Charisse McGill is the first to admit that patience isn’t one of her strengths. She’s excited and passionate, and wants instant results when it comes to promoting her French Toast Bites – a tasty snack that gained recognition at Philadelphia’s Spruce Street Harbor Park and numerous festivals.
So, when Joe Modestine, of Doylestown Brewing Company, approached the Philly-based Lokal Artisan Foods owner about collaborating on a bite-inspired beer, McGill spent weeks immersed in the slow-moving brewing process. It was a lesson in the waiting game, but the wait was so worth it. Now, McGill is the first black female in Pennsylvania to have her own signature beer.
At 5.5 percent ABV, French Toast Bites Ale is described by McGill as an “anytime ale.”
“You can have it for breakfast, lunch, dinner or dessert,” she said. “Getting out of the box and getting creative is what gets me up in the morning. I have long been curious about the beer business as I work with so many talented brewers and bars in my hospitality day-to-day life. Doing my own French Toast Bites Ale is a dream come true.”
With flavors of cinnamon, sugar and vanilla, the ale is sweet yet smooth, and consumers will most likely be inclined to have more than one 16-ounce can.
“There’s waffle beer out there right now, and lots of dessert kinds of beer. It’s been done. They’re very flavorful, but the problem is, you really can’t have more than one,” said Modestine. “We didn’t want to go that route. We wanted to be as true to the style and pay homage to the French Toast Bites, but also make a beer where you can have two or three and not be sick of it after the first can.”
Partnering with individuals and organizations to craft a specialty beer is what Modestine and his staff do best. Since its inception in 2011, Doylestown Brewing Company has collaborated on brews with a number of entities, including the If Not Me Then Who Blonde Ale for the Travis Manion Foundation.
Modestine reached out to McGill via Facebook after seeing her entrepreneurial face on TV multiple times.
“She’s just such a go-getter,” he said. “For us, her enthusiasm is something that’s fun to watch.”
When taking into consideration all that McGill has accomplished in just two years, “go-getter” almost seems like an understatement. On Nov. 15, 2018, the now 38-year-old resigned from her day job at Valley Forge Military Academy and College as director of special events to make a living off her French Toast Bites. McGill had an early first investor – her then 12-year-old daughter Madison, who put lemonade stand proceeds into her mom’s new venture.
The bites were an instant success at the Made in Philadelphia Market, with McGill quickly earning back Madison’s investment. In 2019, McGill expanded French Toast Bites to the Bronx Night Market, Made in America concert and other large-scale happenings in the Greater Philadelphia area. The small snack had gained a big reputation, and understandably so.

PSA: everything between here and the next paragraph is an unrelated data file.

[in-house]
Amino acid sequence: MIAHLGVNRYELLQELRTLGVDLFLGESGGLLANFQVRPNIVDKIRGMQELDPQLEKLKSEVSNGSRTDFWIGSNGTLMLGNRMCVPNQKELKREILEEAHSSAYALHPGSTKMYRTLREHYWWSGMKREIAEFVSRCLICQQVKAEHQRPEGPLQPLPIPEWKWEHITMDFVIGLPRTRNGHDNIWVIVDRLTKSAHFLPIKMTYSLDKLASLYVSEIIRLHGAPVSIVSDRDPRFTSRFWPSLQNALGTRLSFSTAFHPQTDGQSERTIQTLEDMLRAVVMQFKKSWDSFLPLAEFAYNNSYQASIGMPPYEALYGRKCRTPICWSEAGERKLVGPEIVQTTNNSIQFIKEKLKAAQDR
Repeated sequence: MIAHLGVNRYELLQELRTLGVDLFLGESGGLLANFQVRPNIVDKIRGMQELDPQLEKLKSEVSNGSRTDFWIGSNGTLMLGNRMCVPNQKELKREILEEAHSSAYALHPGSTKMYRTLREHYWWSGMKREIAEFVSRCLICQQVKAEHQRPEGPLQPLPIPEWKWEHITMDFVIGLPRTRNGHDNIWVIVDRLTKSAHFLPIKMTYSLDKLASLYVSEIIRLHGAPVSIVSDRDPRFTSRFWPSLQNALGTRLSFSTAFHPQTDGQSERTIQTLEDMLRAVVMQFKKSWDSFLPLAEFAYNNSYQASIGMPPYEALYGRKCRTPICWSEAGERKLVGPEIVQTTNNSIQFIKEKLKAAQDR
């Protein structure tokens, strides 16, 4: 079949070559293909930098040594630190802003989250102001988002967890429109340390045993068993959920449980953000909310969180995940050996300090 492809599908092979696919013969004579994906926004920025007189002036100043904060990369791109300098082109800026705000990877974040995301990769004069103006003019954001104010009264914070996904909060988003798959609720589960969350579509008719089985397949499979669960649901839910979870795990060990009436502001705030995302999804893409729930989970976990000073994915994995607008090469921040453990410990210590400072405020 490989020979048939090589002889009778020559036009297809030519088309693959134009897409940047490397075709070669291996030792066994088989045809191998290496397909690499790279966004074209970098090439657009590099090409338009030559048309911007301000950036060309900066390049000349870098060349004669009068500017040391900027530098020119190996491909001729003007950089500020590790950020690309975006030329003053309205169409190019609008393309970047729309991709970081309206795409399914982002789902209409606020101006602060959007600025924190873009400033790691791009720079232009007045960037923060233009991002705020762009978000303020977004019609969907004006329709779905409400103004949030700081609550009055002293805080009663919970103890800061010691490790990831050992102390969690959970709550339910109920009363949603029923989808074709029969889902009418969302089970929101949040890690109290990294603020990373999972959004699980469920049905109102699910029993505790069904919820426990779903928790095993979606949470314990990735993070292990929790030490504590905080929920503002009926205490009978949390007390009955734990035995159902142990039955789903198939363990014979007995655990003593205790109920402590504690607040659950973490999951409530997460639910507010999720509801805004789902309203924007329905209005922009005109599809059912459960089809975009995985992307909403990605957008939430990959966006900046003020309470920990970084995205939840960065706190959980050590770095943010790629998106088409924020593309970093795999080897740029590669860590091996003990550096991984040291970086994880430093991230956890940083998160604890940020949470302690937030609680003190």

“If there was a big event in town, French Toast Bites was there,” said McGill. “They’re a little unhealthy. It’s definitely #CheatDay when you get the bites. But what’s important to me is that all the ingredients are natural. You can pronounce everything that’s in there.”
Placed in an easy-to-handle-while-walking cup, the bites are customizable, with toppings like bacon, whipped cream and fresh strawberries available. The French Toast Bites Ale cans were made to resemble the cups.
Despite the bites’ overnight success, McGill thought everything would come crashing down when the COVID-19 pandemic hit.
“I thought my life was over. I built this whole business on outdoor events, lots of people, lots of french toast being sold. So, with no people and no events, not a lot of french toast is gonna be sold,” she said.
After panicking, McGill pivoted.
Over the summer, Spruce Street Harbor Park offered her a vendor space to sell her bites to visitors, and she set up shop at record speed.
“We got straight with the health department, brought our equipment in there in less than seven days,” she reflected. “And that move made me the first black woman to ever operate a food business on Penn’s Landing in the six-year history of the tourist attraction.”
This achievement catapulted her name into wider recognition, catching the attention of not only Modestine, but goPuff. The Philadelphia snack delivery service now brings four-packs of French Toast Bites Ale, totaling $13.49, directly to homes. McGill’s Lokal Artisan Foods is featured alongside iconic brands like Federal Donuts and La Colombe.
In addition to goPuff, the ale is available through Doylestown Brewing Company and at various store locations, including the Old Nelson on Temple University’s campus. As a student from 1999 to 2003 in the School of Sport, Tourism and Hospitality Management, McGill frequented the shop regularly, and cried when she saw her creation in the cooler.
“It just meant so much because I remember being a student at Temple wishing we could buy beer,” she said. “It was overwhelming and emotional for me. It just came full circle.”
The dynamic duo of Lokal Artisan and Doylestown Brewing plan to collaborate once again, this time on a variety four-pack. Flavors are slated to include bacon and others complementary to French Toast Bites.
Visit lokalartisanfoods.com/french-toast-bites-beer for more information on French Toast Bites, French Toast Bites Ale and French Toast Spice seasoning.
Samantha Bambino can be reached at email@example.com